However, If you went to customer services and explained that your three year old was having difficulties and they agreed to let you go ahead of others I would not mind. However, most three year olds do have trouble standing in long lines (especially if they are tired or hungry) and I don't know that the business would go along with letting all little kids automatically go in front of others who have been waiting awhile.
    Last edited: Aug 8, 2010
  3. mstddybr

    mstddybr New Member

    Thank you very much for your reply Andy and believe me, I would never lie or use my son's problems to take advantage in any circumstance. I understand that part really well. However, the part that bothered me more was when she said that I should say that my son has "mental problems." This may indeed be the case but it really offended me that SHE said it. I try my best not to judge or "label" other people's children even when they share things about them with me so it is difficult for me to understand when other people even volunteer to strangers that my son is difficult. I just wanted to clarify the gist of what I was referring to. The amusement park incident was only the latest example.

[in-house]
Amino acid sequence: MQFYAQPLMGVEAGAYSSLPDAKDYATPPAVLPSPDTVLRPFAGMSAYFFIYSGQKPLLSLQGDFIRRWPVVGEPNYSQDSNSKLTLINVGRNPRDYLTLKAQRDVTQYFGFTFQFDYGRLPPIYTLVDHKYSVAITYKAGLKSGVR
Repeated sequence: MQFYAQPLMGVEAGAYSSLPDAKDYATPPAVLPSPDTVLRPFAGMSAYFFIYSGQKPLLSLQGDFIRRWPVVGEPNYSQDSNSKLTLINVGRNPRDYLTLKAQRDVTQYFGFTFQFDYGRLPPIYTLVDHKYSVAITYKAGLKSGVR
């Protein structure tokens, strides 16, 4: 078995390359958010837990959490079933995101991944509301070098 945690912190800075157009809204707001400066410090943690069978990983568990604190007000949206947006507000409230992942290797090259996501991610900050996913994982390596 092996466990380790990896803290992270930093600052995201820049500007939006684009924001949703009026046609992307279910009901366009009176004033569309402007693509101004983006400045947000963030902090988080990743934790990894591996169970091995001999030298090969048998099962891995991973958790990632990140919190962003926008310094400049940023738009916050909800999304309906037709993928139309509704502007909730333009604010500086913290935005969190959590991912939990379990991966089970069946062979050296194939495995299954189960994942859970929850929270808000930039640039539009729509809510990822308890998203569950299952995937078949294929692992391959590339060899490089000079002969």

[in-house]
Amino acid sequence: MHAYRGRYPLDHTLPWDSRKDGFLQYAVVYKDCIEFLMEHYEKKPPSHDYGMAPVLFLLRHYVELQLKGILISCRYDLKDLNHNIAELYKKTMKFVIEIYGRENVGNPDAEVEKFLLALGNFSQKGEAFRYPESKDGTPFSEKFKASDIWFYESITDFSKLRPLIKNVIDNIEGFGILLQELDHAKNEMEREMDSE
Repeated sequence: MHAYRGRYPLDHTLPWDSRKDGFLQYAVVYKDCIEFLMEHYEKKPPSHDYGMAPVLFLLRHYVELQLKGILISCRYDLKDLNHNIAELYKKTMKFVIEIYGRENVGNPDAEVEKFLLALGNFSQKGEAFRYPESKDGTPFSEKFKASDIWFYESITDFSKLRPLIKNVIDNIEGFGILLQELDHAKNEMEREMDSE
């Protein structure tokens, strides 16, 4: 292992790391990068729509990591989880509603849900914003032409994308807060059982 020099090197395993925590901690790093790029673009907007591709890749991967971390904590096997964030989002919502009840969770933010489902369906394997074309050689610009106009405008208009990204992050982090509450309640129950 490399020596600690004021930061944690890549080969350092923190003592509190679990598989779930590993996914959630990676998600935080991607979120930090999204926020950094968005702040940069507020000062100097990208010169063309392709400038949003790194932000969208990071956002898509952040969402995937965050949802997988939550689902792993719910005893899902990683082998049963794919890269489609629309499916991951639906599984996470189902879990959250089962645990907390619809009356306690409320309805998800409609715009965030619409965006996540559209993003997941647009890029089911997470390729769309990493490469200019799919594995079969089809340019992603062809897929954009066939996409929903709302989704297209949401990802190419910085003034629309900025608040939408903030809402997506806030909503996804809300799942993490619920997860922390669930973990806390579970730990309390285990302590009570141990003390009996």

4. Andy

    Andy Active Member

    It does hurt to hear the words "Mental Problems". That phrase sounds so disrespectful and sterotyping. If it is the same friend being so open about placing your child in that box, then I would talk to her especially if what she said is ever in earshot of your 10 year old. Maybe something like, "Please do not refer to my child as having mental problems. It is very hurtful and gives others a negative view of my child. It is very important that people treat difficult child like they would every other 10 year old."